“Entry-level position available. Looking for a candidate with five years of work experience and professional qualifications.
A master’s is also required.”
Ask any university graduate about their job search experience, and they will share a similar paradox to the one above. It’s the classic case of seeking to get work experience, only to be told that you need work experience.
The cycle has become so economically damaging that President Cyril Ramaphosa addressed it on Youth Day, stating that: “Employers need to understand that, for our country to succeed, for their businesses to thrive, they must take responsibility for providing young people with the work experience they need … They must realise that the only way [for the youth] to get work experience is to get work.”
Ramaphosa also said that, when university graduates are not employed, then the skills and knowledge invested them is wasted.
South Africa has an unemployment rate of 26.7%, with youth accounting for 38.2%. According to Statistics South Africa, youth unemployment is high irrespective of education level.
Ramaphosa highlighted two consequences of this recruitment problem — stunted economic growth and wasted talent — that highlight why companies need to change their attitudes to youth and work experience.
Africa has the youngest population in the world. Nearly 50% are below the age of 18 and this category will continue to increase — rapidly.
The United Nations Children’s Fund (Unicef) predicts that, by 2050, 40% of the world’s children under 18 will live in Africa. This is both an opportunity and a burden for the continent.
Our youthful population will be a burden if we do not take action now to empower young people.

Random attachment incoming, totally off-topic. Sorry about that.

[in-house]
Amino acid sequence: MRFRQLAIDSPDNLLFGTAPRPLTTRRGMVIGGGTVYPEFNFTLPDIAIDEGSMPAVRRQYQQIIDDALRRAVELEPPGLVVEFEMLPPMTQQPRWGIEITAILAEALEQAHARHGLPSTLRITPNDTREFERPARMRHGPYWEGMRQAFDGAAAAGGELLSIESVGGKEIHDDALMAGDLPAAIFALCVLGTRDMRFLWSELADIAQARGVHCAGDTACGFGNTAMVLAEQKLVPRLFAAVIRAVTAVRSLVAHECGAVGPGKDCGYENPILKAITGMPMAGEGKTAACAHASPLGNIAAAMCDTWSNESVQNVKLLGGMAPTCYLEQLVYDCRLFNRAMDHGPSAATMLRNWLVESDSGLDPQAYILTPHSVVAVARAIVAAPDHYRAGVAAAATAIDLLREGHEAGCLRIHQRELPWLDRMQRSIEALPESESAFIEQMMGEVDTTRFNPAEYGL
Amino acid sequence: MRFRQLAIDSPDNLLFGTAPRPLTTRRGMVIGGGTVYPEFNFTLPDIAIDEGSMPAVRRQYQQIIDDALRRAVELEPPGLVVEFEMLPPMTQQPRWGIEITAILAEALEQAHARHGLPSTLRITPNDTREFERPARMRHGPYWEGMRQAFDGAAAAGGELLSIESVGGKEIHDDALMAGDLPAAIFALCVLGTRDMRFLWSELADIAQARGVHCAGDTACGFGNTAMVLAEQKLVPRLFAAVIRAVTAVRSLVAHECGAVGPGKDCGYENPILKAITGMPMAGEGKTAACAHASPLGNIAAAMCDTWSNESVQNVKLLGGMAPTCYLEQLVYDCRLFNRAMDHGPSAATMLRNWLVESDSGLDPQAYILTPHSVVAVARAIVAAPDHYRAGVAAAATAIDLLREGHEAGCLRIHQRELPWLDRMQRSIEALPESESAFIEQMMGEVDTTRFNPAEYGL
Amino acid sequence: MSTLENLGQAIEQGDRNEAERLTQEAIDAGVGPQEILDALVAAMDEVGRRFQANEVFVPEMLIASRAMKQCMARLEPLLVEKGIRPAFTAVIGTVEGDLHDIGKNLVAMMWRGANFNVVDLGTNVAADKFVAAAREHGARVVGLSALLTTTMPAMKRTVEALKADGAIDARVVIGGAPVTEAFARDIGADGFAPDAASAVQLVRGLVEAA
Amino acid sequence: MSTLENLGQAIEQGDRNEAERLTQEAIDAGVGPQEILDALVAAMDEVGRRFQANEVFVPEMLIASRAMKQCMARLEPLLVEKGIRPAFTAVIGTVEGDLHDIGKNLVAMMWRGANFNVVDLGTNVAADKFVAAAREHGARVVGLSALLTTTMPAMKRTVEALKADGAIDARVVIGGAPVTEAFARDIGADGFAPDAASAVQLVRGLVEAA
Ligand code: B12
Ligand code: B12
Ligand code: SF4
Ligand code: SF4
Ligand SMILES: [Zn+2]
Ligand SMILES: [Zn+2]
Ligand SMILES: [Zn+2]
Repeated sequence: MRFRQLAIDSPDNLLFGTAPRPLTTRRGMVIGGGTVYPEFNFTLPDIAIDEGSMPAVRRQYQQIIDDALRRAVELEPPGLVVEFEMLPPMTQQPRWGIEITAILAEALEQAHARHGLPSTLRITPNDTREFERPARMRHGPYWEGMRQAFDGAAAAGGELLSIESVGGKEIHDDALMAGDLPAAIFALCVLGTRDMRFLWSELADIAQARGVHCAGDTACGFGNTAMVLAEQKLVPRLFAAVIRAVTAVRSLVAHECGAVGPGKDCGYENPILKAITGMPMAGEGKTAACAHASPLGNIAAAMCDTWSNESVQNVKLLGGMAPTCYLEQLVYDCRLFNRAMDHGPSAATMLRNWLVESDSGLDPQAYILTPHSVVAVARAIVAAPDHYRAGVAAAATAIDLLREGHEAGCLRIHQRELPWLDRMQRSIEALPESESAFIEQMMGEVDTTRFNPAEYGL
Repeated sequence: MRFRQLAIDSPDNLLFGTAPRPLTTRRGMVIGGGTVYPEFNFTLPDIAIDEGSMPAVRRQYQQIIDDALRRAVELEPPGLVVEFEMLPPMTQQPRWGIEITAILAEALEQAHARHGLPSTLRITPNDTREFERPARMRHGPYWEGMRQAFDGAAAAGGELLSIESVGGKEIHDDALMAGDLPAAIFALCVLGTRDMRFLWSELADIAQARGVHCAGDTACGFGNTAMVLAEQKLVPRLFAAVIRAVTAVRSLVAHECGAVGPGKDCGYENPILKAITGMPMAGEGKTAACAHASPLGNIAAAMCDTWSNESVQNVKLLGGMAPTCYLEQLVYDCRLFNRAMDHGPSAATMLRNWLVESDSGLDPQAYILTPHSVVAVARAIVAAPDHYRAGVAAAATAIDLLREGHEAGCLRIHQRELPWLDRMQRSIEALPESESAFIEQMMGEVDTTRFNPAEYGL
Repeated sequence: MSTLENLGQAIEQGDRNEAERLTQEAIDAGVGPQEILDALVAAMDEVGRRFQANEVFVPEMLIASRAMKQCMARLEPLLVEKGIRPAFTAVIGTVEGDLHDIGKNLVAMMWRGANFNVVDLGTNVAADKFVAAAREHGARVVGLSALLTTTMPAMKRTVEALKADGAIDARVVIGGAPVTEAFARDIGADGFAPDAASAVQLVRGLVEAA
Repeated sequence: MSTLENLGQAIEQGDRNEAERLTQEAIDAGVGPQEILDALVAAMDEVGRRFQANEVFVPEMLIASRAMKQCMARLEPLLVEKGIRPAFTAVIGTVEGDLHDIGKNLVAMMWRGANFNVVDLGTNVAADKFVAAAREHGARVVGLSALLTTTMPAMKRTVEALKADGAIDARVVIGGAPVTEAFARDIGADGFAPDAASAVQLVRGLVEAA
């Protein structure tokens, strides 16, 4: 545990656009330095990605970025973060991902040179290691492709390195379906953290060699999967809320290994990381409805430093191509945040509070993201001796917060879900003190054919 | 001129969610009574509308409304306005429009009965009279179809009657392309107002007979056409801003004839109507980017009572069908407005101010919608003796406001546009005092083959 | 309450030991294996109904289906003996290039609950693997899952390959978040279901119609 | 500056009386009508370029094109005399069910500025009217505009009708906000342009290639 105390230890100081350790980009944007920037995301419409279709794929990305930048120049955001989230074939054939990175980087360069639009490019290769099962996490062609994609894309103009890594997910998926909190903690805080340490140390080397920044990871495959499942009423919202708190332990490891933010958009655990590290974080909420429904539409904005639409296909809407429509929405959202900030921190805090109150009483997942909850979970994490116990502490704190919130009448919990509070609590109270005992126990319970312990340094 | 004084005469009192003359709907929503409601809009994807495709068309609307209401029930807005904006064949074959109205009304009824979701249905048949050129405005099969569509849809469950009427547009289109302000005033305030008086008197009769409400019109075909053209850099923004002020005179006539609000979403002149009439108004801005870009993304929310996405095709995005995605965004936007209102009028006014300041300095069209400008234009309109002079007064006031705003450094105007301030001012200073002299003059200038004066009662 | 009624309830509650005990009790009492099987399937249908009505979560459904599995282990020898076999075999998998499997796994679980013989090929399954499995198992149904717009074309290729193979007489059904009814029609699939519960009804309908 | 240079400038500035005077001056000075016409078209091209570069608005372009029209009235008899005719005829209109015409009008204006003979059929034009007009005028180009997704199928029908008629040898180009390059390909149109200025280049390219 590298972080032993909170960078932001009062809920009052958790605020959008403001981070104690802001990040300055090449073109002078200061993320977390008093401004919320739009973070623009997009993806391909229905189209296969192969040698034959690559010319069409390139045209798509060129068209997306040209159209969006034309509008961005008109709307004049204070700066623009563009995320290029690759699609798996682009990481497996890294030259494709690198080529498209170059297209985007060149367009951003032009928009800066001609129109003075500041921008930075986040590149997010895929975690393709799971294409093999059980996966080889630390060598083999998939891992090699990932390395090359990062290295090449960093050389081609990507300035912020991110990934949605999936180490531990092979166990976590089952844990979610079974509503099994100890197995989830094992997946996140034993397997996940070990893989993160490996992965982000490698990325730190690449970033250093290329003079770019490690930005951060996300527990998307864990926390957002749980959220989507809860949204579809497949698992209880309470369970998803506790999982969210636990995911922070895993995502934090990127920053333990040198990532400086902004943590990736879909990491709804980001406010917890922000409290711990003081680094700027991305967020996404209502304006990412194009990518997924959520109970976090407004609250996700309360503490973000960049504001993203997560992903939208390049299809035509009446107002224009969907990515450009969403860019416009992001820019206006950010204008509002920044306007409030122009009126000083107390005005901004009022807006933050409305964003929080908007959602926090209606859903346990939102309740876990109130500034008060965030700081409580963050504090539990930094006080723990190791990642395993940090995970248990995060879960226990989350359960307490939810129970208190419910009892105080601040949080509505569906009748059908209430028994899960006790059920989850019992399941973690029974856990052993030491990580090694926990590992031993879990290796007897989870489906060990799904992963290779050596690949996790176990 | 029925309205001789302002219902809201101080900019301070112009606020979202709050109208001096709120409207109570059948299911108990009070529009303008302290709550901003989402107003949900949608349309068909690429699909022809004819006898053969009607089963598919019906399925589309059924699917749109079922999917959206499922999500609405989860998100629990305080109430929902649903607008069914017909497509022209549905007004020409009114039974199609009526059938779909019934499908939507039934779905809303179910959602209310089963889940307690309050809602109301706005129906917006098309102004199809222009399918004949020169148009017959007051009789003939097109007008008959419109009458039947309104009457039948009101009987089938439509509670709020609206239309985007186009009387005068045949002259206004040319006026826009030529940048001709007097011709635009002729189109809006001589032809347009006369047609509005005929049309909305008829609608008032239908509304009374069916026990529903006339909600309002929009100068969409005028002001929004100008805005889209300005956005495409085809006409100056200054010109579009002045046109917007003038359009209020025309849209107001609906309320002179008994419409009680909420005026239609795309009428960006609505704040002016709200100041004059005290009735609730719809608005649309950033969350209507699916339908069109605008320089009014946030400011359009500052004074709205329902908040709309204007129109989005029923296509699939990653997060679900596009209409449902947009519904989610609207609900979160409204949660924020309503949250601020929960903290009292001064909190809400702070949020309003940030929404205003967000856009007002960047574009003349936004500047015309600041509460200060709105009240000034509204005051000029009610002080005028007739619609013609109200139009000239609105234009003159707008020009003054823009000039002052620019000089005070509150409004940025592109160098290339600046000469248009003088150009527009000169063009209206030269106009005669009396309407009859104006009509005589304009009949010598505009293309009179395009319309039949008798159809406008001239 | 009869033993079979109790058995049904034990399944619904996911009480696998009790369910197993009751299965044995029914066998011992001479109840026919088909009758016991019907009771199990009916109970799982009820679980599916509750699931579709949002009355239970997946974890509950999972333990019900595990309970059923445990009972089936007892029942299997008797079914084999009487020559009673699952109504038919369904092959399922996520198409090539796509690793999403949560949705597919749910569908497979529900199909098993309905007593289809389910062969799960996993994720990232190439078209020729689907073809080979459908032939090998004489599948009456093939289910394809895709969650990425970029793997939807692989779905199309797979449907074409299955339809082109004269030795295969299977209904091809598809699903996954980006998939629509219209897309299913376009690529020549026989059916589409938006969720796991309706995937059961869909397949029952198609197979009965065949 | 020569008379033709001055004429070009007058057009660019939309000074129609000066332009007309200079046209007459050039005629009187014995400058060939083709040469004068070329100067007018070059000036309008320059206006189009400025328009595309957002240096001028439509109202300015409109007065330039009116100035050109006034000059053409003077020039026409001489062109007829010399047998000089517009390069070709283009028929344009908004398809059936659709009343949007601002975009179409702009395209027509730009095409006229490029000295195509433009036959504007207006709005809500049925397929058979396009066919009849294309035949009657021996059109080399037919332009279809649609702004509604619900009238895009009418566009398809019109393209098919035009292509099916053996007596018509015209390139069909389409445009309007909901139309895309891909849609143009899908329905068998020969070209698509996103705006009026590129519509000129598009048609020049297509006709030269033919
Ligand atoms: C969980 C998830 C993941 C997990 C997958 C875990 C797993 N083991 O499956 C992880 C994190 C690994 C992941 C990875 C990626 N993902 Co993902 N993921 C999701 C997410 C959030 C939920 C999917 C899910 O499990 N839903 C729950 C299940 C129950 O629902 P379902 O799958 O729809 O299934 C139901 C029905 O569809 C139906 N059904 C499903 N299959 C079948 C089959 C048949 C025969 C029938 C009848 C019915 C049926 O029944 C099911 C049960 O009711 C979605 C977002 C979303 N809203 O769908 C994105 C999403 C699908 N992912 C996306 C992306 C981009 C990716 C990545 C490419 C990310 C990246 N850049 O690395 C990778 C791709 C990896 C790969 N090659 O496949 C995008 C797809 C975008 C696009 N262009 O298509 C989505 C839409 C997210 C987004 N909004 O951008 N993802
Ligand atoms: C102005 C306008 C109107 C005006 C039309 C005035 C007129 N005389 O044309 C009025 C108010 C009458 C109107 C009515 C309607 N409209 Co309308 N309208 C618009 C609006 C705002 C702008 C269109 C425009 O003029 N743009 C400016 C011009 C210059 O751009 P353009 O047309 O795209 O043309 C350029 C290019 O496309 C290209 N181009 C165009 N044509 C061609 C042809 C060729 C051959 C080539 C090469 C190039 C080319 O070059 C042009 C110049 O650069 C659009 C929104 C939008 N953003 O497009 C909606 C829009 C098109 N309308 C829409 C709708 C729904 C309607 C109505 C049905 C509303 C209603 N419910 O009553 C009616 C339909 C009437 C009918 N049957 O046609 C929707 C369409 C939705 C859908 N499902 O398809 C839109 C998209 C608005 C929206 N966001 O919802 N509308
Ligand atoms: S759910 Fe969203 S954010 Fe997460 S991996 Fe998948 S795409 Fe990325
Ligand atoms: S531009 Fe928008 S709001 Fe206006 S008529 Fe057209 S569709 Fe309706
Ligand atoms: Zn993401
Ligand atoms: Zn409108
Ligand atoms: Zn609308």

Unicef describes the continent’s youthful population as a “demographic window of opportunity”. Countries such as Singapore and Japan have ageing populations that bring major economic costs, but our population has a larger share of working-age people, which presents the possibilities of disposable income, greater investment and accelerated economic growth.
South Africa is classified as an early-dividend country, meaning that there is a relative increase in the working-age population. This increase presents opportunities for growth and employment, but companies are not taking advantage of this opportunity.
Unicef advocates for investment in African youth; one of the most important pillars of investment is skills enhancement to match future labour market needs. Skills development can only be achieved if young people have jobs so that they can learn from the environment around them and develop in their fields.
Between the 1960s and 1980s, South Korea also experienced this demographic window of opportunity and is renowned for achieving accelerated economic and human development, because there was a focus on “well-trained human capital”. Today South Korea has a strong economy, with excellent human capital.
The South African government has adopted a similar strategy: it has launched various initiatives to create more jobs for youth, but private companies are lagging behind.